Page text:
In a roster with so many sparkling names in the bullpen, the fact that Tyler Lyons was named by manager Aaron Boone to occupy one of the spots against the Minnesota Twins raised some eyebrows.
Lyons was scooped up by the Yankees in August, after pitching with the Pittsburgh Pirates organization in 2019. In three games with the Bucs, he posted an ugly 11.25 ERA in four innings pitched, with six hits allowed and three walks. He struck out five, and his WHIP stood at 2.25.
After a few weeks at the Yankees’ Triple-A affiliate, Lyons was among the first round of September call-ups. In just one month, he showed Boone enough to warrant a spot in the ALDS roster against the AL Central champions.
The recipe for success
In 11 games with the Yankees, Lyons pitched adequately: he had a 4.15 ERA in 8.2 innings, with a WHIP of 1.04, two bases on balls and 12 strikeouts. He had some troubles with the long ball (three taters allowed) but he, once again, looked like a major leaguer.
For much of his career, Lyons has been effective thanks to his slider. In 2016 and 2017, his best statistical years, he put up 7.6 and 9.9 runs above average with the pitch (per FanGraphs) and used it frequently, especially in 2017.
In the three games he pitched with the Pirates this year, he threw sliders just 35.7% of the time. The Yankees seem to have identified that his success will go hand in hand with that of his slider. In the month he has been with the team, Lyons has increased its usage to a whopping 57%. It seems to have paid off so far.
Occupying a precious roster spot
The fact that Lyons made the roster over other Yankee hurlers is somewhat surprising, but the decision is understandable. After all, Lyons might make more sense than other left-handers in consideration for a spot, such as Stephen Tarpley and Nestor Cortes Jr. because of his experience with the St. Louis Cardinals. He was an effective hurler for the first five of those six years before things went south in 2018.
Of course, not much is expected from Lyons this time around, not in a bullpen that hosts names such as Aroldis Chapman, Zack Britton, Tommy Kahnle, Adam Ottavino, Jonathan Loaisiga, Luis Cessa, and Chad Green. He may very well be the low-leverage guy that takes the hill when a game is blown open, to rest his high-profile peers.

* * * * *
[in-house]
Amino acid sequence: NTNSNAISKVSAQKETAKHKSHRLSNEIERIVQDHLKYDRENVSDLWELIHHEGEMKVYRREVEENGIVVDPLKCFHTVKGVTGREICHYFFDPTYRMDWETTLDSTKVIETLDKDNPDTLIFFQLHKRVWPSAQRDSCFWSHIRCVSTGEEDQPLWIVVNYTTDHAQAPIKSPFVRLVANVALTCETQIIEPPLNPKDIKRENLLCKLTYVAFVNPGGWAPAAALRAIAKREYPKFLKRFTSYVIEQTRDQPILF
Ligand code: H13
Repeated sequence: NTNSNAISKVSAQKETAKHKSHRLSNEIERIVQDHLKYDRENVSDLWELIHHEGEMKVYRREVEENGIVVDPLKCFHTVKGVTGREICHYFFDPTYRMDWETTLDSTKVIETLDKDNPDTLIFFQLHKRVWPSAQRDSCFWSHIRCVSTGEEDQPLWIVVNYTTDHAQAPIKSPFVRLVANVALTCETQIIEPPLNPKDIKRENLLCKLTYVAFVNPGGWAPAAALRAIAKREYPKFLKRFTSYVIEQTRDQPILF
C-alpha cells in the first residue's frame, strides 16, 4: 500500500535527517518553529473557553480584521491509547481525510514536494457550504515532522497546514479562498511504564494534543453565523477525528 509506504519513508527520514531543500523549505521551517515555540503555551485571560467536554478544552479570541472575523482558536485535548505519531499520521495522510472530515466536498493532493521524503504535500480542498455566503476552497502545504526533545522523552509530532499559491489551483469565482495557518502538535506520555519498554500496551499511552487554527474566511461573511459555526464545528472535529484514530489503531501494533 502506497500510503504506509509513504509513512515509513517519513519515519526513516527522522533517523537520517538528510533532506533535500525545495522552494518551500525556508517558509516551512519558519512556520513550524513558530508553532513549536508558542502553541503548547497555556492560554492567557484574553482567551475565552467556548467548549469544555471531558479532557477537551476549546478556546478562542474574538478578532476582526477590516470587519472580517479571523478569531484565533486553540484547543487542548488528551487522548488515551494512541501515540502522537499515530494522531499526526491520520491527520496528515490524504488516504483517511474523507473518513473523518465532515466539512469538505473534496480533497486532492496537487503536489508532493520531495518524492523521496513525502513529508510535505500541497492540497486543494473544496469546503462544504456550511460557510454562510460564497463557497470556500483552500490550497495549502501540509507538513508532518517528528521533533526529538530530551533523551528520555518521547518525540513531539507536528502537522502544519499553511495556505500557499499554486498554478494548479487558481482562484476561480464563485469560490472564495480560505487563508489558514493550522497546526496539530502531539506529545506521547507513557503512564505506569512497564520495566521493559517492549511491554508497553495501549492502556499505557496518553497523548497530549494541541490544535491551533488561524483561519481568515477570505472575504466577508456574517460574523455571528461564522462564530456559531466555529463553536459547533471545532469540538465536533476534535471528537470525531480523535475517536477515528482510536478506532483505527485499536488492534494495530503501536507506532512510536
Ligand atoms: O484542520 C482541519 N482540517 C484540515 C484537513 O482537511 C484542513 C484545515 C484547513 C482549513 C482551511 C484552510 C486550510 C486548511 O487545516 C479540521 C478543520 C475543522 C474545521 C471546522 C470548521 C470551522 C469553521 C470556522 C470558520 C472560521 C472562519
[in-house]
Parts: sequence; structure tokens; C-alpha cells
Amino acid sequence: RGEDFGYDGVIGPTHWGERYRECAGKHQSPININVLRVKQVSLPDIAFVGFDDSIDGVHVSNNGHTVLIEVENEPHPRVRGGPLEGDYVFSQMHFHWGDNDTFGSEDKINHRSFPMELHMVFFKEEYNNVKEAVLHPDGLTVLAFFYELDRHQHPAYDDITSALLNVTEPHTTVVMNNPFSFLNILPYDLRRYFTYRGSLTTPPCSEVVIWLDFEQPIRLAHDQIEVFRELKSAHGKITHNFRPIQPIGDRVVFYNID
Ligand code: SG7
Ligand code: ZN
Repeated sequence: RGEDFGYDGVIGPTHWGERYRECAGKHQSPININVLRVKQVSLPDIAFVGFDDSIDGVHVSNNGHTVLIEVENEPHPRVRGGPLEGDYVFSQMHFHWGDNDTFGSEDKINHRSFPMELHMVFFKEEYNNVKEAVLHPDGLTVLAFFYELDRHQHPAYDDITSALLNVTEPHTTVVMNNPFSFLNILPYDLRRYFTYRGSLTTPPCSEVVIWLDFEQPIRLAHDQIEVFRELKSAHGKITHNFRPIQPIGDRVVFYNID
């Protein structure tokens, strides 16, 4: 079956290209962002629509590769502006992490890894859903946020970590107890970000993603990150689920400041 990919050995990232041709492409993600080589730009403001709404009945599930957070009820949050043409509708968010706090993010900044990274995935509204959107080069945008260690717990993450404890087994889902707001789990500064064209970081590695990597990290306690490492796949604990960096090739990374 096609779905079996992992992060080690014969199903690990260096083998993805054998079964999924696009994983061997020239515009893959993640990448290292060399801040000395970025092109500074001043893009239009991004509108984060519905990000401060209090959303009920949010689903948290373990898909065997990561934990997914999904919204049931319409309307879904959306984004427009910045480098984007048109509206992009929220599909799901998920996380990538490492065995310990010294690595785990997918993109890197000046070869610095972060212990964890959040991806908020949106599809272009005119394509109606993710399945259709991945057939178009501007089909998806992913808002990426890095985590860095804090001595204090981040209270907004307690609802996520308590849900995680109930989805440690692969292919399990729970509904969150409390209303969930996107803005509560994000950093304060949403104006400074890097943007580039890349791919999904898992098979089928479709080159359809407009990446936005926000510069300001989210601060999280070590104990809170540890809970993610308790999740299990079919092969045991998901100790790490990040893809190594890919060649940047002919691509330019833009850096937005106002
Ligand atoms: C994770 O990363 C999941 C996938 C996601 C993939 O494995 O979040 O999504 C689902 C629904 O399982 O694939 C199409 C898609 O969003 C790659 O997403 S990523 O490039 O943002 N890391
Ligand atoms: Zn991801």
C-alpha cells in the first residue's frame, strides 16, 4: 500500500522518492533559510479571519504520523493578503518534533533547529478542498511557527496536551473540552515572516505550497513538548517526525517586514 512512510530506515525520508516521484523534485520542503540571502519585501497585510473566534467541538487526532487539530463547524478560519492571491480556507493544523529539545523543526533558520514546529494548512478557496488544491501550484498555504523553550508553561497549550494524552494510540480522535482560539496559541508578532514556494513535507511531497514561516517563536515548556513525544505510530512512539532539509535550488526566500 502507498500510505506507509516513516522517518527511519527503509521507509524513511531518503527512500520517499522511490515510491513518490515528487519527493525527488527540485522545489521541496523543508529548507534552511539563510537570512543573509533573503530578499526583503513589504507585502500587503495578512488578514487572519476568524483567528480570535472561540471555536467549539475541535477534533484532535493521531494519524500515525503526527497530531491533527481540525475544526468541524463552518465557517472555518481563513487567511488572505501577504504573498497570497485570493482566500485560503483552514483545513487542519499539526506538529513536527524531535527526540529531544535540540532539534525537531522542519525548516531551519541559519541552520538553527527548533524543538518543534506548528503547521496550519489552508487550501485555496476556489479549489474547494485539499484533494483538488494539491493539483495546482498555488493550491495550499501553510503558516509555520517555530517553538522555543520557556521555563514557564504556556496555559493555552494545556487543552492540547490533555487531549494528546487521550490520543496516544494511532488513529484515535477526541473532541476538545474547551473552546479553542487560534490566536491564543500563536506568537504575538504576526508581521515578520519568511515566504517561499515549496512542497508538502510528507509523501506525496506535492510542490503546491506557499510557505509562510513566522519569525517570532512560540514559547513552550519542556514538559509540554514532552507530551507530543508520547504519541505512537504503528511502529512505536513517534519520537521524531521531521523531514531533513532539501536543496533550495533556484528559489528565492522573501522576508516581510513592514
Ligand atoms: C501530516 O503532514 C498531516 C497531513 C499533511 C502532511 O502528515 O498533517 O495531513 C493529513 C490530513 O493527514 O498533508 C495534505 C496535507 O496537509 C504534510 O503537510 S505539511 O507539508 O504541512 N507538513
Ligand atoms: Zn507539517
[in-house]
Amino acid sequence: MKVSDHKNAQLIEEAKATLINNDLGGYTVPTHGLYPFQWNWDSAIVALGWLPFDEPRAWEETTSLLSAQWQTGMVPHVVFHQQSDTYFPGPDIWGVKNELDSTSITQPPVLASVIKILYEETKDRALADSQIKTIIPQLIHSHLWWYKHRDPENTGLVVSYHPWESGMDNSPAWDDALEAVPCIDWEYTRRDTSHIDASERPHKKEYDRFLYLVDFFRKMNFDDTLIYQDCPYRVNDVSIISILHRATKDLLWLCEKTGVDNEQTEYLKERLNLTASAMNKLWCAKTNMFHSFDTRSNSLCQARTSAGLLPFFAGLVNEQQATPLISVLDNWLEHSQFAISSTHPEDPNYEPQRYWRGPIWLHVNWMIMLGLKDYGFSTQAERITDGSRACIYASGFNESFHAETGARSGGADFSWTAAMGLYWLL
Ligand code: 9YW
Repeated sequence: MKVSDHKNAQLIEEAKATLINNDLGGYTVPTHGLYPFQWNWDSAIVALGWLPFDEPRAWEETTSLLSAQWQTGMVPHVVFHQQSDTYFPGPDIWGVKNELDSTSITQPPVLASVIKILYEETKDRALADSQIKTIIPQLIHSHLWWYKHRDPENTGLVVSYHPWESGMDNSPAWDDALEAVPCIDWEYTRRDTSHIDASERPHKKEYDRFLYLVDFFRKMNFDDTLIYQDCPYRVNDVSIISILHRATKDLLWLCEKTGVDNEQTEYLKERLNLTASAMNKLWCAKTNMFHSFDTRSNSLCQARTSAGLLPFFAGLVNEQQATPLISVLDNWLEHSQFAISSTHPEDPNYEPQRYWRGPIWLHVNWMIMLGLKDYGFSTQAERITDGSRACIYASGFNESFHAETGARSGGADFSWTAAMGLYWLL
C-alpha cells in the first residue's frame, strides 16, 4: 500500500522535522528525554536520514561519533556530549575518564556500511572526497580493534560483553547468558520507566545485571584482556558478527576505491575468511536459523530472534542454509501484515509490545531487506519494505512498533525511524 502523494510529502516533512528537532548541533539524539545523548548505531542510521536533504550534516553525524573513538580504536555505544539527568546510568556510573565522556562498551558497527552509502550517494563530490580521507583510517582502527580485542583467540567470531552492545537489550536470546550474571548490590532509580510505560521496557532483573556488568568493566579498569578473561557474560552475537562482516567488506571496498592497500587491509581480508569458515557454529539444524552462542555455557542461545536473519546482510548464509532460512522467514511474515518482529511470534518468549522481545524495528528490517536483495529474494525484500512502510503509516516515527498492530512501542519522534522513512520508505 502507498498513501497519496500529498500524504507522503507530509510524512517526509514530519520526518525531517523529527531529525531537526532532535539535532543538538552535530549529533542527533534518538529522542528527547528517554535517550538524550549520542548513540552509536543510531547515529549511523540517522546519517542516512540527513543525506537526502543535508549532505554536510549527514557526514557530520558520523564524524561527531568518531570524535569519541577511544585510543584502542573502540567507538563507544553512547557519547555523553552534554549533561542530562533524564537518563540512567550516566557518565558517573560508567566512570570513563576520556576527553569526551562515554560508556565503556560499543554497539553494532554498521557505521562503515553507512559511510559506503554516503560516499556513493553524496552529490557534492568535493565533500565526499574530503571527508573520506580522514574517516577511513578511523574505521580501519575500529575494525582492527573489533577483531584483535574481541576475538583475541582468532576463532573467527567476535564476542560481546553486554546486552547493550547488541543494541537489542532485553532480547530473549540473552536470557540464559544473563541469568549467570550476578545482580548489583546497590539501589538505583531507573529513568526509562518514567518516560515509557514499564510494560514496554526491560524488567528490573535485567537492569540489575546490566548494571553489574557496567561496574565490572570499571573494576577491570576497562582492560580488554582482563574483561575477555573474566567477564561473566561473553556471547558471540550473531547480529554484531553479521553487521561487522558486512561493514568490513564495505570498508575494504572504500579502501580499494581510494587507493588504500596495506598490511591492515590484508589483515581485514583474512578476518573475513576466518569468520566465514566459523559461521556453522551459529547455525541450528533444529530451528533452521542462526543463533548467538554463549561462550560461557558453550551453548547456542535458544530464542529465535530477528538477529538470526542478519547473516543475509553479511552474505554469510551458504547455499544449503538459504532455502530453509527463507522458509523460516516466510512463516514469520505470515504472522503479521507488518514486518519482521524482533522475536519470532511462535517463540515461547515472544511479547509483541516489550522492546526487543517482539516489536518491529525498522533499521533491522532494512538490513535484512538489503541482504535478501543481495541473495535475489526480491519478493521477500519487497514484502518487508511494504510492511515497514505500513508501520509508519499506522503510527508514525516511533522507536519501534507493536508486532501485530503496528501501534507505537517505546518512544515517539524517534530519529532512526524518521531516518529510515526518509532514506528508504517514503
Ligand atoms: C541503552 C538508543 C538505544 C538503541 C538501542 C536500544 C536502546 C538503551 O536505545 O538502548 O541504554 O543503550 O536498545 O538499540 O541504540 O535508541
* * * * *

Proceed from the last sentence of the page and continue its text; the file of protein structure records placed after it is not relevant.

But that role is often more important than it seems. And this time around, the Yankees might have prioritized Lyons because he is a lefty and, unlike Tarpley, can throw more strikes, which is a desirable trait for mop-up duty. Additionally, Tarpley may not be fully healthy, according to Boone.
And, given that the Yankees’ pitching corps have more than enough men capable of throwing multiple innings (Cessa, Green, Happ, and Loaisiga come to mind) Lyons seems to be a better fit than Cortes.
Lyons against lefties
The small sample size available in the season indicates that Lyons, against lefties, has been extremely 2019: homer-prone, but strikeout-heavy. He has allowed three of his four dingers vs. left-handed hitters, but he also has a whopping 18.56 K/9, with just 1.69 BB/9.
For his career, Lyons’ numbers against left-handed batters are quite impressive. He has held them to a .208 average, with a .288 OBP and a .344 slugging percentage.
His OPS against lefties is a paltry .631. Considering that the Twins have some dangerous left-handed bats like Eddie Rosario, Luis Arráez, and Max Kepler, he might be of use depending on the spot and on whether the top high-leverage are unavailable.